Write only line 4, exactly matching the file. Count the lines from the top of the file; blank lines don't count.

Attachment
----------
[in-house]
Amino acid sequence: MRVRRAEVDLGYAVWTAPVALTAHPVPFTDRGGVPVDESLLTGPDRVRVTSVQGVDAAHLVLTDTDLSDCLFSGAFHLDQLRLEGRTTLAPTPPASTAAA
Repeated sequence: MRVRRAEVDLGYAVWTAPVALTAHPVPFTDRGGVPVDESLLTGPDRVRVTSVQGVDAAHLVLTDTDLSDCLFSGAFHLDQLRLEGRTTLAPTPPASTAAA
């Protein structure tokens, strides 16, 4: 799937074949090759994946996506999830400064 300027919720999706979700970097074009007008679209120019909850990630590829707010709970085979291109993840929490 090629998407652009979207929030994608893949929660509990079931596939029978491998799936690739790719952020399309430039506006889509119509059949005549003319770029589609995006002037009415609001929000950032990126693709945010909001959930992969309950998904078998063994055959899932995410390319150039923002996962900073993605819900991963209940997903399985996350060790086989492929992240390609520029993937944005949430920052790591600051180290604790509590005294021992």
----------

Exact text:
């Protein structure tokens, strides 16, 4: 799937074949090759994946996506999830400064 300027919720999706979700970097074009007008679209120019909850990630590829707010709970085979291109993840929490 090629998407652009979207929030994608893949929660509990079931596939029978491998799936690739790719952020399309430039506006889509119509059949005549003319770029589609995006002037009415609001929000950032990126693709945010909001959930992969309950998904078998063994055959899932995410390319150039923002996962900073993605819900991963209940997903399985996350060790086989492929992240390609520029993937944005949430920052790591600051180290604790509590005294021992």